Touching Lives - March 2004
Good progress towards Crohn's disease vaccine
The number of sufferers in the UK is increasing and has probably reached 100,000, with about 5,000 new cases every year. Action Medical Research is calling on the Government to make Crohn’s disease reportable to the health authorities so that we can get a true picture of the extent of this condition.
Professor Hermon-Taylor is Professor of Surgery at St George’s Hospital Medical School, London and his work on Crohn’s disease has received over £1million in Action Medical Research funding over the years. His research has shown with increasing certainty that a bacterium which is present in retail pasteurised milk, Mycobacterium avium subspecies paratuberculosis (MAP), is responsible for most cases of Crohn’s.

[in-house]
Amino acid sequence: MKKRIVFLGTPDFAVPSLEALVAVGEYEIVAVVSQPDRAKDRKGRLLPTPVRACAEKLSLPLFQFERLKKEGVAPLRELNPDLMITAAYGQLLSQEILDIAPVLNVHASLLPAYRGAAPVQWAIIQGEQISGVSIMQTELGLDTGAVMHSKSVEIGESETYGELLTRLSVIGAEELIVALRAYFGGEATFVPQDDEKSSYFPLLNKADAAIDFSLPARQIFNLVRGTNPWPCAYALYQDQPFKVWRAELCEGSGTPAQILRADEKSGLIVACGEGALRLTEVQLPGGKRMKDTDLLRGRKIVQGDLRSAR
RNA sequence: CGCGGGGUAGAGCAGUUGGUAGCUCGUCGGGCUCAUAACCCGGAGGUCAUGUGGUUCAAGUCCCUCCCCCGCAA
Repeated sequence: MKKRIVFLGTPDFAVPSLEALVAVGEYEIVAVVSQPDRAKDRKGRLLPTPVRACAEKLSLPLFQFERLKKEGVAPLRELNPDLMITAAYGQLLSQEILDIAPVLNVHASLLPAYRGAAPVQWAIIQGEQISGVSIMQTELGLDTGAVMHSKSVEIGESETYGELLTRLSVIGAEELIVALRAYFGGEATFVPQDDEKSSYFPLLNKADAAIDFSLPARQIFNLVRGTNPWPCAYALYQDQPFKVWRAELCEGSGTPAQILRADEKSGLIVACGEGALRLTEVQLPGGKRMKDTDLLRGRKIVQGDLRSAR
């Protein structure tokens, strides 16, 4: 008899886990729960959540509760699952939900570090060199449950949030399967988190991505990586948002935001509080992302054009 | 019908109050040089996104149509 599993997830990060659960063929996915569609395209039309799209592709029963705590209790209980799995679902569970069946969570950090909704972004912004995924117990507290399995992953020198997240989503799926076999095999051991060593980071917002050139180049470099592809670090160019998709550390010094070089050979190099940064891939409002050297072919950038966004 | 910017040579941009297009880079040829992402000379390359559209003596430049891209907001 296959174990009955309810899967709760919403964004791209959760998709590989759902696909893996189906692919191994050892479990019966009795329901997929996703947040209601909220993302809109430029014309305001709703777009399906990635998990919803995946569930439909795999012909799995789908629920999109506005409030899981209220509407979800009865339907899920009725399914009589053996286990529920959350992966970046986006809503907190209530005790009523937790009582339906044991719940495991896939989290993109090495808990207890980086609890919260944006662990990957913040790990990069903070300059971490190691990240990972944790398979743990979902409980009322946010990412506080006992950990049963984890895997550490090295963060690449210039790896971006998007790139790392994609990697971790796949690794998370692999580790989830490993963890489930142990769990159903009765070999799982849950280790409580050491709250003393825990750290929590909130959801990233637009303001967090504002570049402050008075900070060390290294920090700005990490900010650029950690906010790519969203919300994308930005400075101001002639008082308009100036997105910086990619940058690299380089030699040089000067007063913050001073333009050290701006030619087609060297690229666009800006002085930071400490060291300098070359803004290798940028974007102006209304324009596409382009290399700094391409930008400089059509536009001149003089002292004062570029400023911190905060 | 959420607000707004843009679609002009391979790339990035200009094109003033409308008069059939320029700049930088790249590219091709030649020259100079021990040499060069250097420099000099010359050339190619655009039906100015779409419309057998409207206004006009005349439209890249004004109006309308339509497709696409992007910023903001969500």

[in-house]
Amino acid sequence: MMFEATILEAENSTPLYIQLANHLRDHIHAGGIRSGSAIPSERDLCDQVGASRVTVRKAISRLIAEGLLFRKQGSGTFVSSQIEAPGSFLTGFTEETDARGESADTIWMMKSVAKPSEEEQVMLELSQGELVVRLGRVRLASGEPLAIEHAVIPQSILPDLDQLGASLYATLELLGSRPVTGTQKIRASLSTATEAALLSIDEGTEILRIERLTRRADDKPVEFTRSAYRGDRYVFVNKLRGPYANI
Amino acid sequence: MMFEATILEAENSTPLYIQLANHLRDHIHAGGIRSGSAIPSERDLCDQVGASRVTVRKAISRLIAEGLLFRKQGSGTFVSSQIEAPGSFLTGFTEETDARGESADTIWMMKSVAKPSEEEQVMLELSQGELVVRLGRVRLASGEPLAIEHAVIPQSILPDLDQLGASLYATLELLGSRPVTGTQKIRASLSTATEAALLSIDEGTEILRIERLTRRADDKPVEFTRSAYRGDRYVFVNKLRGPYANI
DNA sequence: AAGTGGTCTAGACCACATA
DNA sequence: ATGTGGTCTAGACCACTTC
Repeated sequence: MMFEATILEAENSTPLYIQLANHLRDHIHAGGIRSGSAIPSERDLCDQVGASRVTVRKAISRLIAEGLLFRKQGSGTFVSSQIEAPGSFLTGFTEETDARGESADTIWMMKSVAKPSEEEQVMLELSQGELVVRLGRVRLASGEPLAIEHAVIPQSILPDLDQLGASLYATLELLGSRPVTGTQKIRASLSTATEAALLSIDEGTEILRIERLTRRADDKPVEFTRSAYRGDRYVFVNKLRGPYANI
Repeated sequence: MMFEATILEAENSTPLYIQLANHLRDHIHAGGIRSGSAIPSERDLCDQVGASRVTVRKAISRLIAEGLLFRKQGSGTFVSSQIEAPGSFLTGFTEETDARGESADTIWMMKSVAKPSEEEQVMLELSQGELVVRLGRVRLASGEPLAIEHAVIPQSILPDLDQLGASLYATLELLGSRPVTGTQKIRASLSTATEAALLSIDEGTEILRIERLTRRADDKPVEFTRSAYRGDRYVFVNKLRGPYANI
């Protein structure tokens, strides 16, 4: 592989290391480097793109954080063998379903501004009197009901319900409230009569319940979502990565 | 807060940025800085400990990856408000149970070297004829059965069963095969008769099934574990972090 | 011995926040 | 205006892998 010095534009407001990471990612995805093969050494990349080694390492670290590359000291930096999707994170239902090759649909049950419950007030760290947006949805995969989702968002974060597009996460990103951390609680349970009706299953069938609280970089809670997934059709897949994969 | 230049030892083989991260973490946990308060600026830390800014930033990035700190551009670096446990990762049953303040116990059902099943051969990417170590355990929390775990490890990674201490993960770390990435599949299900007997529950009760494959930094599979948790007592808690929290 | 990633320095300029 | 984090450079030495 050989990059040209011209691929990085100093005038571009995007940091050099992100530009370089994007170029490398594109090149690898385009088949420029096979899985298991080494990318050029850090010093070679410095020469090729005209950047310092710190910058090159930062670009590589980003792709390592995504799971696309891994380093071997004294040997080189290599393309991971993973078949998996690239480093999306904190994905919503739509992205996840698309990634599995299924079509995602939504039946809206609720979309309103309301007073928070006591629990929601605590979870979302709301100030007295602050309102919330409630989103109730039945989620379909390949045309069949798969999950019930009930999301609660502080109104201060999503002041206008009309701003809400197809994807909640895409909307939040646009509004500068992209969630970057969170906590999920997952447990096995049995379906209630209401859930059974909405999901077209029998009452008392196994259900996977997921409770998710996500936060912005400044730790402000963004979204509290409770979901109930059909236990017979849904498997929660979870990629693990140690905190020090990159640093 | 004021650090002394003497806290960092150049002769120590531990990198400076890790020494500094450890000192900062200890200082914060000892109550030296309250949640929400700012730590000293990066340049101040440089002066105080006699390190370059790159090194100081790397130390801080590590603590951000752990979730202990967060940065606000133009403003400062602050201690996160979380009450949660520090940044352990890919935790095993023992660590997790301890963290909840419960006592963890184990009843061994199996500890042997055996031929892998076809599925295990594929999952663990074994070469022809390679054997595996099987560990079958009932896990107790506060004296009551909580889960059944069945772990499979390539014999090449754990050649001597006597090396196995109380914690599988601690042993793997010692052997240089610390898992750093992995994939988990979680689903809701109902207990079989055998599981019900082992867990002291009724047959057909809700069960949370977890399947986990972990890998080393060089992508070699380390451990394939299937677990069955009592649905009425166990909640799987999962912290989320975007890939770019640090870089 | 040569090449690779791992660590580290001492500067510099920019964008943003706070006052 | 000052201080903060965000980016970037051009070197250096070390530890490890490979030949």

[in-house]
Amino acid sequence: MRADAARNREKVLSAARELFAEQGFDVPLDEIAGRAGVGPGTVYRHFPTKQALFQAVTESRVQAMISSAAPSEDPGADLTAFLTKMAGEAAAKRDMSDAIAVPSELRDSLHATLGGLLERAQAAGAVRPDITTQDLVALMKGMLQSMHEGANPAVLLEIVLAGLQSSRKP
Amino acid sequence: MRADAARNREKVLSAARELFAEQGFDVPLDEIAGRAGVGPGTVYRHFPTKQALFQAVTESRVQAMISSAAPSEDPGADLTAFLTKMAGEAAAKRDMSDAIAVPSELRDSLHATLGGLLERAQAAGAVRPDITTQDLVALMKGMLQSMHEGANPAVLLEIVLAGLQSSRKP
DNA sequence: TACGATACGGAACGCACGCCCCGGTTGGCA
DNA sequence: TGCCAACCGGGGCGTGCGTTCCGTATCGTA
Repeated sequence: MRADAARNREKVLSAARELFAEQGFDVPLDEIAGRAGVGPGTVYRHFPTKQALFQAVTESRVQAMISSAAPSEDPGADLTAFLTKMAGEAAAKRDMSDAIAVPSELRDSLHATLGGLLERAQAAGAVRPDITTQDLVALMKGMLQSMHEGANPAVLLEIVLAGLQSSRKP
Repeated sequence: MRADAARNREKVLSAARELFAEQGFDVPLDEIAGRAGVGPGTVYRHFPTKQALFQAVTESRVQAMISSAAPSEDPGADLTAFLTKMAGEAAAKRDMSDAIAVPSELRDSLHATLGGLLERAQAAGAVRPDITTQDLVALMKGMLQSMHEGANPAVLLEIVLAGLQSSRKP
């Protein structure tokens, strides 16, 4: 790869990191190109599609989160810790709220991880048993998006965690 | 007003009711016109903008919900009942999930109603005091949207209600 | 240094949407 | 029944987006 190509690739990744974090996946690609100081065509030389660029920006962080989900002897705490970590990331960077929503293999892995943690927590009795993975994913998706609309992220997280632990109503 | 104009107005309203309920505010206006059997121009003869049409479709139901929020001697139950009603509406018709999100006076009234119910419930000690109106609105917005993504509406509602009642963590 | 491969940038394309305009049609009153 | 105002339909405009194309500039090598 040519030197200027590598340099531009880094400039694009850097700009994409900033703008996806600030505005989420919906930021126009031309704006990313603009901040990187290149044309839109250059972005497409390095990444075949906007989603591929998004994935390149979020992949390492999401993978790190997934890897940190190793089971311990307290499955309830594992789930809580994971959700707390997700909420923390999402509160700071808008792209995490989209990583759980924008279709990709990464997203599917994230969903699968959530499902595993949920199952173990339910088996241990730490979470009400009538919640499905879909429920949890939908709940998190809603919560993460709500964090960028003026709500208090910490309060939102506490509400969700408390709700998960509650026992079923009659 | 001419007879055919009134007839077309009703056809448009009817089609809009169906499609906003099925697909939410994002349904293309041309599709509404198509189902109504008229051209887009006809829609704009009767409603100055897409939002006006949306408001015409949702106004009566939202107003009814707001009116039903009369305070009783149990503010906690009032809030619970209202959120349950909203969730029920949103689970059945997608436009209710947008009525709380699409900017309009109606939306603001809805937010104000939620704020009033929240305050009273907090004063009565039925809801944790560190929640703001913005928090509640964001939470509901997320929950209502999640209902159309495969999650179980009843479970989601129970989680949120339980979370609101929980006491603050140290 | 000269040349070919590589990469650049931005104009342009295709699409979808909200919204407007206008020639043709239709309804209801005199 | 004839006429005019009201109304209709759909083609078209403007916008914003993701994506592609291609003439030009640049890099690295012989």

^New anti-MAP treatment can help heal a lot of Crohn’s sufferers, but not everyone responds^ and the MAP bug is difficult to eradicate completely. The work Action Medical Research is currently funding is making good progress towards the development of a new state-of-the-art vaccine to treat MAP-infected Crohn’s sufferers.
Such vaccines stimulate the production of good defensive cells by our immune system which patrol the body looking for sick MAP-infected cells. When they find them they kill them and then the dead cells are replaced by healthy ones.
Professor Hermon-Taylor recently appeared in a BBC television documentary Food Police, about Crohn’s disease. The project is due to end later this year and we await the results with great interest.